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Health messages to help stop patient harm in hospitals

Healthcare workers communicating
Photo: Health messages to help stop patient harm in hospitals
A new global research group led by The Australian National University (ANU) will help tackle communication breakdowns in hospitals that contribute to over 450,000 people per year suffering from an avoidable critical incident.

The International Consortium for Communication in Health Care (IC4CH) brings together leading experts from around the globe to drive healthcare communication research and training for improved patient safety and outcomes. 

Professor Diana Slade from the ANU Institute for Communication in Health Care said in Australia an estimated 500,000 people are harmed by the hospitals they seek help from each year.

“When these incidents are investigated over 90 per cent are found to have a communication failure component,” Professor Slade said. “That’s at least 450,000 patients. 
“These incidents can be misunderstandings between patients and clinicians, such as lack of clarity around a diagnosis or treatment options not being clearly understood or illegible patient records. Or it can be omissions or failures to clarify ambiguities and confusions in the handover process or in emergency departments.

“Hundreds of patients we have interviewed say they don’t feel heard, they often don’t understand what is being said to them and all too frequently they are not even part of the conversation about what’s happening to them at all.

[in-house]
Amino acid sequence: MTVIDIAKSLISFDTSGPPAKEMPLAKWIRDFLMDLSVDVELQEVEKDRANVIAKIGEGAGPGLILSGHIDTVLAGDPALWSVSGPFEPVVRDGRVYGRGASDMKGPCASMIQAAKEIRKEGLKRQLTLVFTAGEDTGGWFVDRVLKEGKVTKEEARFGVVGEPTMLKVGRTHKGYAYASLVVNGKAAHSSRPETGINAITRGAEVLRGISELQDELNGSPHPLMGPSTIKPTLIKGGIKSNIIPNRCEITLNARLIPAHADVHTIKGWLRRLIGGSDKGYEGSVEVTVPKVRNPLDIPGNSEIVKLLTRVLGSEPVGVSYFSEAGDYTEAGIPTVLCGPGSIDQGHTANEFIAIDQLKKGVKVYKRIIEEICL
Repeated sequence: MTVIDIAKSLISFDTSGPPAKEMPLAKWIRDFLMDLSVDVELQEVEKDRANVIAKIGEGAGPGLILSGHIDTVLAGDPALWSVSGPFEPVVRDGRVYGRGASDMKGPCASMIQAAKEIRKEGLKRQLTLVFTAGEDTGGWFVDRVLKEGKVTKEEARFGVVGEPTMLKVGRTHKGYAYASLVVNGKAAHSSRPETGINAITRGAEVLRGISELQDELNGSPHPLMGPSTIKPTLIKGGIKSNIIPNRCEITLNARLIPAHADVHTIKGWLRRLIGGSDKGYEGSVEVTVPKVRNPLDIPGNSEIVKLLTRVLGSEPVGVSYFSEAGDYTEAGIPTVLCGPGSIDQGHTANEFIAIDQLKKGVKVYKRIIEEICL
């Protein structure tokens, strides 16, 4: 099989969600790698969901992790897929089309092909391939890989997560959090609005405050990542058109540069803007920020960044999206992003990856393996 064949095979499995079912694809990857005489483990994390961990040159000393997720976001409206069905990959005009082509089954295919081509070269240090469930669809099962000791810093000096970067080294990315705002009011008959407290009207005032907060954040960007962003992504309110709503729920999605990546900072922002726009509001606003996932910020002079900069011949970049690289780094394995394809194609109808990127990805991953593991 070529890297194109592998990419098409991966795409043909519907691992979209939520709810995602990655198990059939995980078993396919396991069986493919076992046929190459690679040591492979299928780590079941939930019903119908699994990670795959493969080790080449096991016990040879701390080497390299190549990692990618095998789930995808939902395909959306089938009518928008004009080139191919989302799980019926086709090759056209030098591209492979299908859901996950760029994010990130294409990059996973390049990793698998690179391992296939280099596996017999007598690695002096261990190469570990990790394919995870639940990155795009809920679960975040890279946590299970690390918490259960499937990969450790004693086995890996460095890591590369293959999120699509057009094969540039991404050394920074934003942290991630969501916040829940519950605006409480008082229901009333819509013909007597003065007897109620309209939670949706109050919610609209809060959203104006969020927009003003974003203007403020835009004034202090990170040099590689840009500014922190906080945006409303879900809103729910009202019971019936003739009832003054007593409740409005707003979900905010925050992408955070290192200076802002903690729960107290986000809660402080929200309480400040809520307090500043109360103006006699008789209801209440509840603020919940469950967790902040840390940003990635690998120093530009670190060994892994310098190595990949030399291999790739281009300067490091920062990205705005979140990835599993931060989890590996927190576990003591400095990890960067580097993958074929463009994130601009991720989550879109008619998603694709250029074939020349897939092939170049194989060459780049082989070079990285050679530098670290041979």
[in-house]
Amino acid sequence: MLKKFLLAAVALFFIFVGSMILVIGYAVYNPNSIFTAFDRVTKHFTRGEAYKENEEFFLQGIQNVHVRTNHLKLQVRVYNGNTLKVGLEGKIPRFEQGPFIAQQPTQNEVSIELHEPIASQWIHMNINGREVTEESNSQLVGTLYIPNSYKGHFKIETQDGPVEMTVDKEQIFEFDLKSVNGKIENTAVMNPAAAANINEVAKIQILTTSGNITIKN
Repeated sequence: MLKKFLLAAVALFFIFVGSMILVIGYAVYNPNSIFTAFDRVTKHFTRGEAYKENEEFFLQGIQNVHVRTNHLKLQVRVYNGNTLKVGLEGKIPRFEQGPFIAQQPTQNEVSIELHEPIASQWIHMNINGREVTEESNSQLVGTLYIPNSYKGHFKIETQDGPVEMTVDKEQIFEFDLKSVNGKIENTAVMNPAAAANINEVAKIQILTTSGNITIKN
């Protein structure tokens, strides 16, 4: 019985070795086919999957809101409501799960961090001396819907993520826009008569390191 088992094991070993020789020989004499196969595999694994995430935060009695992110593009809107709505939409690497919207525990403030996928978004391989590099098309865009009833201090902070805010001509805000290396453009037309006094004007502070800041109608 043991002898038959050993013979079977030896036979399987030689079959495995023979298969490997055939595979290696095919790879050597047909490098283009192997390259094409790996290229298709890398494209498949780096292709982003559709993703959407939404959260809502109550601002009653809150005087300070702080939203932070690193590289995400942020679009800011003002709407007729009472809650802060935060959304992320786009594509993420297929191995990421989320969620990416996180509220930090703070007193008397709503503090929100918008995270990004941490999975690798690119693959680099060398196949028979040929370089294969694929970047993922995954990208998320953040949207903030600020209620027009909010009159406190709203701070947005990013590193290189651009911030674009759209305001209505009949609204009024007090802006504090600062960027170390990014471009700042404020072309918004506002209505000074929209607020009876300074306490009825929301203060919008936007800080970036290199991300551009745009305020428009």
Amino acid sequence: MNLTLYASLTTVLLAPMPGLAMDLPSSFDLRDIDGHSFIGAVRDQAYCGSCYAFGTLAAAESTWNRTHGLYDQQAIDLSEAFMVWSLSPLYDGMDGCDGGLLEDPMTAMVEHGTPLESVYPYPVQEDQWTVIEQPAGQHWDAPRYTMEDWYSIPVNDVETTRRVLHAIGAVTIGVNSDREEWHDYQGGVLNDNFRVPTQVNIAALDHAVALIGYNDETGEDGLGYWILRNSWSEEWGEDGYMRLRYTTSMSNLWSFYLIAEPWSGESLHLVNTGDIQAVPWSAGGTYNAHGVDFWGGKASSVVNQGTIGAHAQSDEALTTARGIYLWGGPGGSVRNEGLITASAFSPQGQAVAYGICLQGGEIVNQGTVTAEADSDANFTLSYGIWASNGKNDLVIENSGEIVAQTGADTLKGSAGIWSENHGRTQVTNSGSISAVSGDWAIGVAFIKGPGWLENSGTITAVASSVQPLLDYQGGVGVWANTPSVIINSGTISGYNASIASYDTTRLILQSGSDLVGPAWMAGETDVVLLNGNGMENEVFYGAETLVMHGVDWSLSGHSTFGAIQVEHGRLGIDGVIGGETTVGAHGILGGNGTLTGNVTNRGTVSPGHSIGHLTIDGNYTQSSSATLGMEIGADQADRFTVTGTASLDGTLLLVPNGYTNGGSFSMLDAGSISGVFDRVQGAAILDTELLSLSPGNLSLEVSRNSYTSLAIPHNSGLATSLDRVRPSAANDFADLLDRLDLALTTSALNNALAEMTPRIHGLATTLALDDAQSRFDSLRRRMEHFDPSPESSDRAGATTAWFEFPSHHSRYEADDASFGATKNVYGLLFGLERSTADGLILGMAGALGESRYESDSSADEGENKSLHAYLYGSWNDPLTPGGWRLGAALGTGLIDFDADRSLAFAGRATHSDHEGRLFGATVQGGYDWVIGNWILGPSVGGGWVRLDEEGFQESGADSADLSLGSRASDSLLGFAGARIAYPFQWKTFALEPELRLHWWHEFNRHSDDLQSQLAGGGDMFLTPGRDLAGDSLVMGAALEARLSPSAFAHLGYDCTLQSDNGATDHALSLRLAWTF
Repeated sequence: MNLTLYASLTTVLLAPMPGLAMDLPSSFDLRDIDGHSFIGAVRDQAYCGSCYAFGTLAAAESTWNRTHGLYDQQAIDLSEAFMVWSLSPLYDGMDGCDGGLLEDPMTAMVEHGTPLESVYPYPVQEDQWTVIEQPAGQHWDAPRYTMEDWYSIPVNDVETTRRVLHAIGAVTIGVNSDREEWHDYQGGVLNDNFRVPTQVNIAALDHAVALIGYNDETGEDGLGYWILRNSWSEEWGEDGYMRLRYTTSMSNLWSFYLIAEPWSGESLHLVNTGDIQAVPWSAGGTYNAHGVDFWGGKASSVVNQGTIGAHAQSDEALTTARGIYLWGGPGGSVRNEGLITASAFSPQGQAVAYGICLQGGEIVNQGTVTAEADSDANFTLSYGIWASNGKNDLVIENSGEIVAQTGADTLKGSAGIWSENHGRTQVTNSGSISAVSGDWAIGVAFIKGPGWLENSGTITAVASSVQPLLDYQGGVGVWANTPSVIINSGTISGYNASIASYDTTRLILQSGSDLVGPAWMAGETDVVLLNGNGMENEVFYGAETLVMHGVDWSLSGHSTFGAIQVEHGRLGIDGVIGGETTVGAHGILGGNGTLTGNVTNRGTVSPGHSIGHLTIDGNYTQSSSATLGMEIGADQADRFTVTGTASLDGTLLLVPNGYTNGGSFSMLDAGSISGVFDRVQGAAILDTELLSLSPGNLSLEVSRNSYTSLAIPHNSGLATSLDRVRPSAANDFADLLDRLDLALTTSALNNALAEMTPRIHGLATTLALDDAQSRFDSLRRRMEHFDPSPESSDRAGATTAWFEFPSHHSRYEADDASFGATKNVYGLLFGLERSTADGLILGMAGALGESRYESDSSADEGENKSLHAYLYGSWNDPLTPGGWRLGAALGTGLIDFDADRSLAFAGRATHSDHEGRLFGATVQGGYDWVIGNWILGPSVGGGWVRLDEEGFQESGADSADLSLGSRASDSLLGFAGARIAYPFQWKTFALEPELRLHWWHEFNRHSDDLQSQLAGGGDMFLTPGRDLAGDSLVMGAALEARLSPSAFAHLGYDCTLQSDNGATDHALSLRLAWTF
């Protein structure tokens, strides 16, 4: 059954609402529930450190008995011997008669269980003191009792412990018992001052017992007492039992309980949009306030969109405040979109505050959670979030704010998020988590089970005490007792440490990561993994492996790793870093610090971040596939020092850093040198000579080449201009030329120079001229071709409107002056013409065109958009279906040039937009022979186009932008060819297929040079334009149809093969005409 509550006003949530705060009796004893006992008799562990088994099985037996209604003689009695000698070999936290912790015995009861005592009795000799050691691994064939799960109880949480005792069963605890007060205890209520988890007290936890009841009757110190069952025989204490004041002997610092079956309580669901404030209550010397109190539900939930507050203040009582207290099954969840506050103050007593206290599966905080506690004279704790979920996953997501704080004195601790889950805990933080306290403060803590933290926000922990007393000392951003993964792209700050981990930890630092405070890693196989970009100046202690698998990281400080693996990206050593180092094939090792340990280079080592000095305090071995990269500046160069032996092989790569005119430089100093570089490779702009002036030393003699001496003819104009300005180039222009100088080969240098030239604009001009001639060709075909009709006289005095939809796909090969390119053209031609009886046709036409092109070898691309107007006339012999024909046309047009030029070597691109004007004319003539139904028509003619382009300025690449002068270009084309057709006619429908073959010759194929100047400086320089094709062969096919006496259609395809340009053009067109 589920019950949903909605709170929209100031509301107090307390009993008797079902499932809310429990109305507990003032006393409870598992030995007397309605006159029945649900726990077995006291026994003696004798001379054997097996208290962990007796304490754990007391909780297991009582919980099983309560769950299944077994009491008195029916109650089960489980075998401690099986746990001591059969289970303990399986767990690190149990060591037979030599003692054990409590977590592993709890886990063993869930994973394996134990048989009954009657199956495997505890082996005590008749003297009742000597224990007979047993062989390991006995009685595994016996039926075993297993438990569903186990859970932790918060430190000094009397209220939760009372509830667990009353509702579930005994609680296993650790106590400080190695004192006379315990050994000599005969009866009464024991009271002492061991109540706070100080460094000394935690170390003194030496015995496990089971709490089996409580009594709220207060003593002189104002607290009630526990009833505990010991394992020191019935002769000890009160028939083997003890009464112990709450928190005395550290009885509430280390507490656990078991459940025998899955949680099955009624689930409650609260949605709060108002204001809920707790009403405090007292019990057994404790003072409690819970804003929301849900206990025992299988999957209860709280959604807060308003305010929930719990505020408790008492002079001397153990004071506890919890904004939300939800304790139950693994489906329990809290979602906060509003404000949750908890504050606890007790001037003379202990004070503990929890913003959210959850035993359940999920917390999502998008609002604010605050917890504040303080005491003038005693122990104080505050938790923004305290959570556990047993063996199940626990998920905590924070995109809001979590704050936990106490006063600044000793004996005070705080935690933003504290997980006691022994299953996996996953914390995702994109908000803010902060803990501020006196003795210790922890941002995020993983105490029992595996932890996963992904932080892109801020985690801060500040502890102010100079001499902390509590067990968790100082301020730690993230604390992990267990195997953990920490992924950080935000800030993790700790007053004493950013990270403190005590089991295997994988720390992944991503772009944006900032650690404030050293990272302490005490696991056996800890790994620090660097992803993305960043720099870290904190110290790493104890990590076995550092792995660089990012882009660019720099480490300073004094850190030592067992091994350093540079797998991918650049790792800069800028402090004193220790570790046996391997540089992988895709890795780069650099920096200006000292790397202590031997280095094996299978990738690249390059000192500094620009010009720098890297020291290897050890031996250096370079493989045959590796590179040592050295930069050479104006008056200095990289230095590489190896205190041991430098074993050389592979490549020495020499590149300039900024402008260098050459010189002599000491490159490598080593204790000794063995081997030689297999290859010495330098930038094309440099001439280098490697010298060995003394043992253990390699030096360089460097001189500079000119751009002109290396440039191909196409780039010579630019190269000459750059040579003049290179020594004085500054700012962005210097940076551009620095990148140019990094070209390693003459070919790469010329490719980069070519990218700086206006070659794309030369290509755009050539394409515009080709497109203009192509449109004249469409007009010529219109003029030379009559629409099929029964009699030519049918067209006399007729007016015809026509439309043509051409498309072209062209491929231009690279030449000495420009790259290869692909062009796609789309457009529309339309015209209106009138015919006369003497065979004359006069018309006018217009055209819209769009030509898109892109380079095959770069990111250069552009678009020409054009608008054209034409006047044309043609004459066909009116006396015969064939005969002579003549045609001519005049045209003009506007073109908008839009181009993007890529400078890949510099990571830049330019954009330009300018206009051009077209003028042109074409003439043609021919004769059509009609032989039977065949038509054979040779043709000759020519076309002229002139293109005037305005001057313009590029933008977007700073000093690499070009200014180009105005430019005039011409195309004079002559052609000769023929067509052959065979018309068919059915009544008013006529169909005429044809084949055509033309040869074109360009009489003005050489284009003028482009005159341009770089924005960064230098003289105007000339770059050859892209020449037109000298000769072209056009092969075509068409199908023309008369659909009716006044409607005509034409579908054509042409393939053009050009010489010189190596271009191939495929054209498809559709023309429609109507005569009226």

“In fact the problem around the world is getting worse. Never has communication about health been more important, from the news in the media to the hospital bedside.”

It is estimated there are over 50 million shift handovers per year in Australian hospitals, including nursing, medical and allied health.

The new global consortium will use cutting-edge research to help drive new healthcare communication methods and training. The group’s research includes listening in to and observing emergency departments in “real time”.

“Our research takes place as events are unfolding,” Professor Slade said.

“The recordings are transcribed verbatim, de-identified and analysed to see where the potential risk points are and how these misalignments can accumulate across a patient’s journey and contribute to a serious adverse event.

“We now have over two million words of authentic hospital interactions which we believe is one of the largest data bases of hospital interactions in the world.

“Our goal is to translate cutting-edge communication knowledge into best practice and training for safe and compassionate health care. In many ways, the message is the medicine. So we need to make sure we get these messages right.”

IC4CH members include ANU, University College London, Lancaster University, Nanyang Technological University, the University of Hong Kong and the Queensland University of Technology. Harvard University will join later this year.

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